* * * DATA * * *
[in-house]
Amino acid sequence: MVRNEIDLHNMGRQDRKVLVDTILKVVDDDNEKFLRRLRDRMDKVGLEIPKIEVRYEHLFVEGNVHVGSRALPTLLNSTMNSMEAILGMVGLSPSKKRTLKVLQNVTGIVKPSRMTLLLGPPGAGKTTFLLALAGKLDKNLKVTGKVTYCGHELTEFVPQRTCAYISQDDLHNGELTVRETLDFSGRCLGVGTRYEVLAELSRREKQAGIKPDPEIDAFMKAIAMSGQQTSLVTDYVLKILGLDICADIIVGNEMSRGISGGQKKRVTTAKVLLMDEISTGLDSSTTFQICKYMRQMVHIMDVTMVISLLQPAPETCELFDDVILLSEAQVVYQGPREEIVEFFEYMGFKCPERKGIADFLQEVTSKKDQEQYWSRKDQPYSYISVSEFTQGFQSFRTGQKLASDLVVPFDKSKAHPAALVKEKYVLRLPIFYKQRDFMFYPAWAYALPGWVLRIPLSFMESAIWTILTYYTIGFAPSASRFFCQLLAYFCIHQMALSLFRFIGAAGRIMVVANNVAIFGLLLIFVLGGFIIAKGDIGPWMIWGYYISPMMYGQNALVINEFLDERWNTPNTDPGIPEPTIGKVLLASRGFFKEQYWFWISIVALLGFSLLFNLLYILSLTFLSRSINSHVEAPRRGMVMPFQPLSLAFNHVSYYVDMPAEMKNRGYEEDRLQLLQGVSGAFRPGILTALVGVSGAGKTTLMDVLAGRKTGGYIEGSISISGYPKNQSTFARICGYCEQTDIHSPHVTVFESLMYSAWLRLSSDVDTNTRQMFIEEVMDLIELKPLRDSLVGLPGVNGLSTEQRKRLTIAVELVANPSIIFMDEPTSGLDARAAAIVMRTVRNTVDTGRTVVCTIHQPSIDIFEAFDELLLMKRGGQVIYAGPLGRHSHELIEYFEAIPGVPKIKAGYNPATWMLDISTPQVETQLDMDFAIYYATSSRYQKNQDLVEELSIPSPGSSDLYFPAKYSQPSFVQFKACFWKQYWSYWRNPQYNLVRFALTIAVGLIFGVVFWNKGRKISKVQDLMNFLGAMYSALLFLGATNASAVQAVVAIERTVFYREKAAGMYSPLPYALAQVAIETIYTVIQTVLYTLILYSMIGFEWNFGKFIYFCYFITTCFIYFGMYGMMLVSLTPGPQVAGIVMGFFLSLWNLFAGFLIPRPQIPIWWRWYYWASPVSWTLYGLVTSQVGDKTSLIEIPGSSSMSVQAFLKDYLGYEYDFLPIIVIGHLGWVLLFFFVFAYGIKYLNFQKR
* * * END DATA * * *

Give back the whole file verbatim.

[in-house]
Amino acid sequence: MVRNEIDLHNMGRQDRKVLVDTILKVVDDDNEKFLRRLRDRMDKVGLEIPKIEVRYEHLFVEGNVHVGSRALPTLLNSTMNSMEAILGMVGLSPSKKRTLKVLQNVTGIVKPSRMTLLLGPPGAGKTTFLLALAGKLDKNLKVTGKVTYCGHELTEFVPQRTCAYISQDDLHNGELTVRETLDFSGRCLGVGTRYEVLAELSRREKQAGIKPDPEIDAFMKAIAMSGQQTSLVTDYVLKILGLDICADIIVGNEMSRGISGGQKKRVTTAKVLLMDEISTGLDSSTTFQICKYMRQMVHIMDVTMVISLLQPAPETCELFDDVILLSEAQVVYQGPREEIVEFFEYMGFKCPERKGIADFLQEVTSKKDQEQYWSRKDQPYSYISVSEFTQGFQSFRTGQKLASDLVVPFDKSKAHPAALVKEKYVLRLPIFYKQRDFMFYPAWAYALPGWVLRIPLSFMESAIWTILTYYTIGFAPSASRFFCQLLAYFCIHQMALSLFRFIGAAGRIMVVANNVAIFGLLLIFVLGGFIIAKGDIGPWMIWGYYISPMMYGQNALVINEFLDERWNTPNTDPGIPEPTIGKVLLASRGFFKEQYWFWISIVALLGFSLLFNLLYILSLTFLSRSINSHVEAPRRGMVMPFQPLSLAFNHVSYYVDMPAEMKNRGYEEDRLQLLQGVSGAFRPGILTALVGVSGAGKTTLMDVLAGRKTGGYIEGSISISGYPKNQSTFARICGYCEQTDIHSPHVTVFESLMYSAWLRLSSDVDTNTRQMFIEEVMDLIELKPLRDSLVGLPGVNGLSTEQRKRLTIAVELVANPSIIFMDEPTSGLDARAAAIVMRTVRNTVDTGRTVVCTIHQPSIDIFEAFDELLLMKRGGQVIYAGPLGRHSHELIEYFEAIPGVPKIKAGYNPATWMLDISTPQVETQLDMDFAIYYATSSRYQKNQDLVEELSIPSPGSSDLYFPAKYSQPSFVQFKACFWKQYWSYWRNPQYNLVRFALTIAVGLIFGVVFWNKGRKISKVQDLMNFLGAMYSALLFLGATNASAVQAVVAIERTVFYREKAAGMYSPLPYALAQVAIETIYTVIQTVLYTLILYSMIGFEWNFGKFIYFCYFITTCFIYFGMYGMMLVSLTPGPQVAGIVMGFFLSLWNLFAGFLIPRPQIPIWWRWYYWASPVSWTLYGLVTSQVGDKTSLIEIPGSSSMSVQAFLKDYLGYEYDFLPIIVIGHLGWVLLFFFVFAYGIKYLNFQKR